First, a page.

Once the lawsuit is filed, you have to notify the dentist you sued that they have been sued. This is called "serving." Serving Costs can range from $0-$75 per defendant you sue (serving is free with the sheriff if you qualify for a waiver of your court fees).
If you win, you may be able to have the dentist reimburse you for your court fees and serving costs.
What are the steps to suing a dentist in small claims court
We have outlined each one of these steps in detail, click the links to learn more.
- Consider filing a complaint against a dentist before suing in small claims. Learn more here.
- Prepare and file the lawsuit. Learn more.
- Notify ("serve") the dentist you have sued. Learn more.
- Prepare for and attend the small claims hearing. Learn more.
Once the lawsuit is filed, the small claims hearing will be scheduled 30-70 days later.
What is a small claims court hearing like?
Small claims hearings are typically informal and most hearings do not last long. While many disputes settle before a small claims hearing, here is what to expect if your lawsuit does not settle.
Who will represent the dentist at the hearing?
- The easiest way to answer this question is that a lawyer will not be representing the dentist since lawyers cannot represent parties at the initial small claims hearing.
If you and the dentist you sued, both show up:
- Right before the hearing, the judge will ask you and the dentist to show each other the evidence that you will later show the judge.
- The judge will ask you why you are suing.
- The judge will ask the dentist to tell them their side of the story.
- The hearing will last around 15 minutes.
- The judge will ask you to show them the evidence you brought. Sometimes the judge will keep the evidence. Other times, you will get the evidence right back.
- Very rarely a judge will tell you whether you won or lost at the hearing. Instead, the judge will tell you that their decision will be mailed to you (usually takes a few weeks to two months or so).
If you show up but the dentist you sued does not show up:
- If the dentist you sued does not show up to the hearing but you properly notified ("served") them, then the hearing will still take place. You don't automatically win and you will still have to tell the judge why you should win.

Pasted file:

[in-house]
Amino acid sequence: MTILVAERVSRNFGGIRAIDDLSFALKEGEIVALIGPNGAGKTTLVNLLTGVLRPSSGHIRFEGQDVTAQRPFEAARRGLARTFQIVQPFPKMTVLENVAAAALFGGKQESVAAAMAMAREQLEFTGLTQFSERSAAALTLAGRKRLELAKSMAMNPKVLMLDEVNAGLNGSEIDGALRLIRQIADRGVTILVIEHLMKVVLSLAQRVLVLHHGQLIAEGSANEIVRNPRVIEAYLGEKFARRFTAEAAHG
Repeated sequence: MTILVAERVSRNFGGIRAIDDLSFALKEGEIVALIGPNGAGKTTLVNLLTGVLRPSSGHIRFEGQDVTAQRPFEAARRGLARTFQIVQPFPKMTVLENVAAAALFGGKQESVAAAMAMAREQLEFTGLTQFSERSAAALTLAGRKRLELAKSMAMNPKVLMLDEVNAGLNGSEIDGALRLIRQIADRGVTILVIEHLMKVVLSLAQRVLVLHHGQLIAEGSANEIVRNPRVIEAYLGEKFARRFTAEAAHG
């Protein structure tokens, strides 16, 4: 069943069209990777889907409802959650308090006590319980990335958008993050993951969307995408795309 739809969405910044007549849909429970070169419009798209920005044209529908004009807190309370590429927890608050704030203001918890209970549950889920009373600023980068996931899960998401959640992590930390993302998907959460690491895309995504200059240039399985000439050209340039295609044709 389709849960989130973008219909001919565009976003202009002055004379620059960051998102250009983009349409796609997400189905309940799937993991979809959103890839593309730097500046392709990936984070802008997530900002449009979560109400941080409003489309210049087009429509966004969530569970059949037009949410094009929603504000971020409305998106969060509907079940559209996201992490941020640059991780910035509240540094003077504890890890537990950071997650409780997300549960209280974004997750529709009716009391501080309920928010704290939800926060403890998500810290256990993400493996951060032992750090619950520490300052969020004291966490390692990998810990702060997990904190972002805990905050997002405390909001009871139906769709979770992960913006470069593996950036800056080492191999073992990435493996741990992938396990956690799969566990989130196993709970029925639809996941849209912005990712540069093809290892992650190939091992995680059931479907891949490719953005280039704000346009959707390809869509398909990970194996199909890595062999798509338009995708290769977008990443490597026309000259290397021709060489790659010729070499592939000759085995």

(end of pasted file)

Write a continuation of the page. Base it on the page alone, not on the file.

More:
Learn More: What is a Small Claims Court Hearing Like?
Preparing to File Your Small Claims Lawsuit Against a Dentist
In order to sue a dentist in a small claims court, you need to know:
- If the dentist is doing business as an individual or as a corporation or LLC.
- If the dentist is doing business as a corporation or LLC, then it is important to find who the "registered agent for service of process" is.
When filing a lawsuit against a dentist in a small claims court, it is very important to write down their information correctly and make sure you are suing the correct business entity.
1. What does suing the "correct business entity" mean?
An example is the best way to explain this. Let's say you took you had "ABC Dentist" do work on your house.
ABC Dentist may be a trade name for ABC Dentist, Inc. or even a more remote name like The ABCDEFG Dentist Company.
Dentists sometimes use a name other than their real legal entity name when doing business. This is called a fictitious business name. In general, dentists use fictitious business names or trade names for marketing purposes if their name or legal entity name is too long.
What happens if I don't sue the correct business entity for the dentist?
For one, you may be suing the wrong dentist. If you win the lawsuit you will get a "judgment" against the incorrect dentist and this will bring problems down the road.
The goal here is finding the correct person or business to sue.
2. Who is the "registered agent for service of process"?
- Any corporation or LLC that does business in California, has to select a person (or another business) to receive legal documents (like a lawsuit) on their behalf in California.
- This person (or business) responsible for receiving legal documents on behalf of the dentist is called the "registered agent for service of process" or just the "registered agent."
- After the lawsuit is filed, this is the person (or business) who will be notified ("served") of the lawsuit on behalf of the dentist you are suing.
- If the dentist is doing business as an individual (or sole proprietor) there is no agent for service of process (the dentist is the person that has to be served with the lawsuit).
3. Checklist of Potential Evidence
If your lawsuit against a dentist is about a contract you had with them, here is a sample checklist:
- The contract with the dentist
- Communications with the dentist or their office
If your lawsuit against a dentist is about negligence, here is a sample checklist:
- Pictures of what happened to you
- Declarations from witnesses
- Declarations from dentists